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From: David Owen
Subject: Linux Versions

I am sure that lots of people will have told you this, but your information regarding Linux was a bit inaccurate. The "latest and greatest" is a bit of a funny concept for Linux. There are two parallel releases that are "current" in the Linux world; there are the 1.2 series kernels and the 1.3 series. The 1.2 series is the "production" quality and is currently on 1.2.13 and has been for a while. It is probably due for a new release soon. The 1.3 series are developer's kernels and are where all the exciting development is happening. You think about what you want/need and take your choice.

David Owen
Independent Contractor

P.S. The 1.3 series is progressing so fast that the release number seems to change daily. I built a 1.3.15 kernel that works with all the stuff I need, just about, and a 1.2.13 kernel as my "production" kernel.

Well, I knew that -- at least I think I did. In all truthfulness, I haven't been able to find the story that mentioned the "latest and greatest" version. No matter. Thanks for reminding us all of the Linux version convention.


Subject: Security problem in SysAdmin Program
From: William McVey <>
Disclaimer: The comments contained in this message reflect the views of the writer and are not necessarily the views of Federal Express Corporation.

I was reviewing the Administrator Menu Program in the March 1996 Sys Admin magazine and found several potential security problems that could result in a compromise of a system running that program. I felt obligated to inform you of the problems so you could inform your readers.

In the file amp.c (Listing 1), there is the following code in execute()


Many problems exists in using the system() function call from within a setuid program. Most of the problems can be traced to the fact that a user's environment is still intact while system executes the program. This allows users to play games with shell environment variables like IFS, PATH, LD_LIBRARY_PATH, and numerous other security sensitive variables. Page 75 of Practical Unix Security explains one classic attack against the /usr/lib/preserve utility that used system() from within a setuid program.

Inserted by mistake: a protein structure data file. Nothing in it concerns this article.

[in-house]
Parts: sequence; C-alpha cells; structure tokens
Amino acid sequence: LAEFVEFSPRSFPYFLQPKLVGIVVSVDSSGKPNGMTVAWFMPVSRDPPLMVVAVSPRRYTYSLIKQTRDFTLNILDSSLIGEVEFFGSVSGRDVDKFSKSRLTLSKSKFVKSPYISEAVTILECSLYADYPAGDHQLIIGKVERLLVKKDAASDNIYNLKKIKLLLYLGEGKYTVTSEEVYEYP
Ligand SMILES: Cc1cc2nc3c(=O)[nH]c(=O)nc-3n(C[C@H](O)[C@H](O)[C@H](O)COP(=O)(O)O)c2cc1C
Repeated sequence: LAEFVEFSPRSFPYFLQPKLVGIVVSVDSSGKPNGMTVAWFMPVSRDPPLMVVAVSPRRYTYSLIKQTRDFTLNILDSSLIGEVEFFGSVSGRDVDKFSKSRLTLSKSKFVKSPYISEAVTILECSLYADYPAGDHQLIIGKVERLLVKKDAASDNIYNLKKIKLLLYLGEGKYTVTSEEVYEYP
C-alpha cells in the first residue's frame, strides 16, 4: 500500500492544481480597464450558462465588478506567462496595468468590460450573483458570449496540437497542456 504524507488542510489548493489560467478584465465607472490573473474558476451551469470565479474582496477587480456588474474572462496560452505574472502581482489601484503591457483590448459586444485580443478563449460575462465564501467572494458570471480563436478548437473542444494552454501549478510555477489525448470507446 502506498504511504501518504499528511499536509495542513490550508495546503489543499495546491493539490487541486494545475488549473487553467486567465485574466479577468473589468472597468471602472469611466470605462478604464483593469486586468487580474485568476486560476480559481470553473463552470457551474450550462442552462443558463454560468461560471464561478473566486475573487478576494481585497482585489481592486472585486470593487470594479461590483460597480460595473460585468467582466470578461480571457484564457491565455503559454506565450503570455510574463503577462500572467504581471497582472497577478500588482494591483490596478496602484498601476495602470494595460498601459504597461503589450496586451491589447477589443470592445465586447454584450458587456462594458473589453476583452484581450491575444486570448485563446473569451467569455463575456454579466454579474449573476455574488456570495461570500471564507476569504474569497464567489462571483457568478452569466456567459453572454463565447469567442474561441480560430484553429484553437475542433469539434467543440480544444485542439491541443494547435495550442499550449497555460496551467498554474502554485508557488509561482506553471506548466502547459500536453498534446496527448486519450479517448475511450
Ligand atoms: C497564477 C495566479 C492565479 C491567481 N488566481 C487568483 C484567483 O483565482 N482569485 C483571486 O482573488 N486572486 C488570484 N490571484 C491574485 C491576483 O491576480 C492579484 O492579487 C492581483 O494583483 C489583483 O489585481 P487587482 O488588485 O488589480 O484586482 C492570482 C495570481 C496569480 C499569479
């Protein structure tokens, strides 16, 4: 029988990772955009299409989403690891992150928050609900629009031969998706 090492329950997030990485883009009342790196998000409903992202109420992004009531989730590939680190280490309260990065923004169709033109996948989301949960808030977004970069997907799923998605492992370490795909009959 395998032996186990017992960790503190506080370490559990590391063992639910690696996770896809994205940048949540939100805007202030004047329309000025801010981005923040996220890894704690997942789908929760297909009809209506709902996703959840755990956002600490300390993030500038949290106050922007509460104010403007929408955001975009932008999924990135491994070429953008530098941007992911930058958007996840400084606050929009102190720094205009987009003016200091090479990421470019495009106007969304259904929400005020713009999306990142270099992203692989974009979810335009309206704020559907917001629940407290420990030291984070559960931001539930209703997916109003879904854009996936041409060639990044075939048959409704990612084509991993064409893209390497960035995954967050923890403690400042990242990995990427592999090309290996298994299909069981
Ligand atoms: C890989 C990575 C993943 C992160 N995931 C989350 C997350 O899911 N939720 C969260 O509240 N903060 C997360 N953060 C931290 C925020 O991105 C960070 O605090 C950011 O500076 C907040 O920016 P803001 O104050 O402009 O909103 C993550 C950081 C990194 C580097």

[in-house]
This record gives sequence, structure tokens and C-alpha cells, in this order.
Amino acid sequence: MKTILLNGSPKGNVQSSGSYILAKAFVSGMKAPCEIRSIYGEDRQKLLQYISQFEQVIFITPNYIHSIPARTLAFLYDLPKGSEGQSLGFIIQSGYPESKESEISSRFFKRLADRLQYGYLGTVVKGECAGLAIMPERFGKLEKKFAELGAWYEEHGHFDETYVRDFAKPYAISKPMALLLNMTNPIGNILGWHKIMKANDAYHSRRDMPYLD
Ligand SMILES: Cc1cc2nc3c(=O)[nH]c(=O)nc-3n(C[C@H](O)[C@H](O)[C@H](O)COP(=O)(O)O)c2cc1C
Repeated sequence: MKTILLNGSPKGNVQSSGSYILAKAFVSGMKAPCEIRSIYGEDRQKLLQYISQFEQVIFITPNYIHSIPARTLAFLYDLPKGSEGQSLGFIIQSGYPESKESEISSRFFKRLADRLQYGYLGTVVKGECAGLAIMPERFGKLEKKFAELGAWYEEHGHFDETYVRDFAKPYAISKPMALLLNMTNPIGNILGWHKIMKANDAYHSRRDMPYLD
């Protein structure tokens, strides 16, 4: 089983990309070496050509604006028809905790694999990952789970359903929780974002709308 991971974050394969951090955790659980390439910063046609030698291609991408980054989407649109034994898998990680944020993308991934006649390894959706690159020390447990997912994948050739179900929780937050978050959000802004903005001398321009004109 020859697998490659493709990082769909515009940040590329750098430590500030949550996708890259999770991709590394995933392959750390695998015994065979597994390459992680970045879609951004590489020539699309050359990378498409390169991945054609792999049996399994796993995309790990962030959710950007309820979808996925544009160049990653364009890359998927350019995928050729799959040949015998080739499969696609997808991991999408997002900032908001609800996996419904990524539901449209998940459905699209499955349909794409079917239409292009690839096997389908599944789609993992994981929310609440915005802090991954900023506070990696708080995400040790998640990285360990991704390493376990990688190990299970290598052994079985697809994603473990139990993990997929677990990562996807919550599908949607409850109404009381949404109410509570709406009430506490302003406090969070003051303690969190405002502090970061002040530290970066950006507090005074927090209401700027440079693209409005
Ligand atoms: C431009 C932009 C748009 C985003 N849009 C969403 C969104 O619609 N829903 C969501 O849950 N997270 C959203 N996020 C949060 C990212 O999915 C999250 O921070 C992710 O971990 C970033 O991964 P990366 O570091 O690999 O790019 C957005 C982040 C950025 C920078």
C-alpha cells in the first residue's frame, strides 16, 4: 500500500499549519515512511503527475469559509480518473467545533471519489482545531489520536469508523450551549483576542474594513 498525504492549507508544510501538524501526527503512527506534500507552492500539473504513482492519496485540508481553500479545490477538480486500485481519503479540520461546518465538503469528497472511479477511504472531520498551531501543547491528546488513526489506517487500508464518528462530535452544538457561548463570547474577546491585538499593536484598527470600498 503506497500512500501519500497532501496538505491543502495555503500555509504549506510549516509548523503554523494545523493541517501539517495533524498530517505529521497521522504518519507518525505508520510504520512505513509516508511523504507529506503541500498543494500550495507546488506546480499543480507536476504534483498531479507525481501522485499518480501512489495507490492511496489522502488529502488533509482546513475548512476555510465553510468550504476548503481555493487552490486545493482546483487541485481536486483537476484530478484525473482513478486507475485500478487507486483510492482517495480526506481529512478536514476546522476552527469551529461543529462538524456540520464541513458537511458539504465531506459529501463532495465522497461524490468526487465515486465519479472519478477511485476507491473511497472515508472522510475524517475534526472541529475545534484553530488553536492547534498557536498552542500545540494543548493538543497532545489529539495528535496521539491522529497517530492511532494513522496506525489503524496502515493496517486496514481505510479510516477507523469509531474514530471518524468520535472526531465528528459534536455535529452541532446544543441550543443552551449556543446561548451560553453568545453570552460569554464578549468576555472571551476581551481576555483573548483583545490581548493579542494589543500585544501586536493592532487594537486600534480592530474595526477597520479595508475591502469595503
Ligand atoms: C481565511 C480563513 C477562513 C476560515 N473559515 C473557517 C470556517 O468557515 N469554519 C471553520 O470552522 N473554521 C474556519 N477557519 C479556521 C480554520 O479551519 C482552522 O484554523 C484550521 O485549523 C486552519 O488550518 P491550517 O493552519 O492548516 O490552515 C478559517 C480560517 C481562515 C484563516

Also of worry are the shell scripts invoked by amp. Each of these shell scripts would allow a person with admin access to the application the possibility of getting to an interactive root shell. For one, none of the scripts use full pathnames, or even reset the PATH to a known value. This could allow people to insert their own personal directory of programs that would get executed (as root) before the standard system directories get searched. All the admin scripts listed have this problem. Basically, any input entered by a non-root id should be very carefully analyzed to determine if there are any security problems with it. As another example, the adduser shell does not look at the entered userid at all to determine if the userid is valid or not. For all we know, a user running your app could enter a username including colons that could get them root (à la "myroot::0:0:").

And as a final nit, in amp.c there is a strcmp. In this particular case it would be hard to exploit, but in general you should avoid strcmp in favor of strncmp within setuid executables. The strcmp function suffers from the same problem gets() does in that there is no buffer length checking. It is distressing to see the same class of bug that was exploited with the Internet Worm still creeping into privileged code.

-- William McVey
Data Protection Analyst
Federal Express Corporation

Thank you very much for sharing your analysis. I fear that a great deal of what we publish has similar security weaknesses. I appreciate your taking the time to identify and explain the problems with this code. It makes a nice little tutorial for those of us with weak security backgrounds. You can write me anytime!